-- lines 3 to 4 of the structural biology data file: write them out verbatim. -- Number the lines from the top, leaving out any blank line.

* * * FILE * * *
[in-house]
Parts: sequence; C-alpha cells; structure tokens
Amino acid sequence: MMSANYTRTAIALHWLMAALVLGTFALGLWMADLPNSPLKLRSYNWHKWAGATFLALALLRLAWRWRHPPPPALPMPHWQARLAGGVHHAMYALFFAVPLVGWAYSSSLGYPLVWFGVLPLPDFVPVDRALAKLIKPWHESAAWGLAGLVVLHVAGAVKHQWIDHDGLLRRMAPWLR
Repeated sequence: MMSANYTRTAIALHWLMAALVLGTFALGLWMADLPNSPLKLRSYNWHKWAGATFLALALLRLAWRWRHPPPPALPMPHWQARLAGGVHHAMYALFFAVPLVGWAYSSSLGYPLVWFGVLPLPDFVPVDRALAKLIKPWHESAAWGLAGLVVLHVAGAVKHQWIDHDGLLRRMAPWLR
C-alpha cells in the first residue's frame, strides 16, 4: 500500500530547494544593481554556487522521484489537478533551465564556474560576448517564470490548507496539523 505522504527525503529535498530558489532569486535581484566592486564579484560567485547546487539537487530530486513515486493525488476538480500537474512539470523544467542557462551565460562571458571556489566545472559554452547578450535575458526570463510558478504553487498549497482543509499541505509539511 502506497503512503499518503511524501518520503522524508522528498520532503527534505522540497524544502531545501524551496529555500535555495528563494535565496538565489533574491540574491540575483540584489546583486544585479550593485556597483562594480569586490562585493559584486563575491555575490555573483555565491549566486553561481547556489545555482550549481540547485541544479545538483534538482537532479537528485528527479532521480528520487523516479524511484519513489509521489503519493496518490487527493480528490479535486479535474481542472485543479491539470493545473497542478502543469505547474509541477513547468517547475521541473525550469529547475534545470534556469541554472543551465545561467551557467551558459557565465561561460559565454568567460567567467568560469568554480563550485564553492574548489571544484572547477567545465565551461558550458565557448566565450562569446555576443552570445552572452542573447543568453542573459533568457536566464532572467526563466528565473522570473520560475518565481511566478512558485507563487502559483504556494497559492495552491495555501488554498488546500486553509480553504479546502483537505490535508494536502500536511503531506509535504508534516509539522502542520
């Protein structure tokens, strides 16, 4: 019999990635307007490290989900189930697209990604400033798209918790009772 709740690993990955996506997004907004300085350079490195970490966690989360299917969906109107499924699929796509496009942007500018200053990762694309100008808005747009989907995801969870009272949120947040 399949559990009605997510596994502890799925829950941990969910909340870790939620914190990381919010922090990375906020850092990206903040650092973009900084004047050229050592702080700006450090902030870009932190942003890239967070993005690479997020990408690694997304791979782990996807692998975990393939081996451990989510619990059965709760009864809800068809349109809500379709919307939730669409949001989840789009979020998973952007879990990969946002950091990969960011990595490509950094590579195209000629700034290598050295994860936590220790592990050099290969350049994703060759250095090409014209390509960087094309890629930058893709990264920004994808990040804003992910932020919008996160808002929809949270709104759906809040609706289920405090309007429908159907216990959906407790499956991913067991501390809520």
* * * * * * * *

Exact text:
Amino acid sequence: MMSANYTRTAIALHWLMAALVLGTFALGLWMADLPNSPLKLRSYNWHKWAGATFLALALLRLAWRWRHPPPPALPMPHWQARLAGGVHHAMYALFFAVPLVGWAYSSSLGYPLVWFGVLPLPDFVPVDRALAKLIKPWHESAAWGLAGLVVLHVAGAVKHQWIDHDGLLRRMAPWLR
Repeated sequence: MMSANYTRTAIALHWLMAALVLGTFALGLWMADLPNSPLKLRSYNWHKWAGATFLALALLRLAWRWRHPPPPALPMPHWQARLAGGVHHAMYALFFAVPLVGWAYSSSLGYPLVWFGVLPLPDFVPVDRALAKLIKPWHESAAWGLAGLVVLHVAGAVKHQWIDHDGLLRRMAPWLR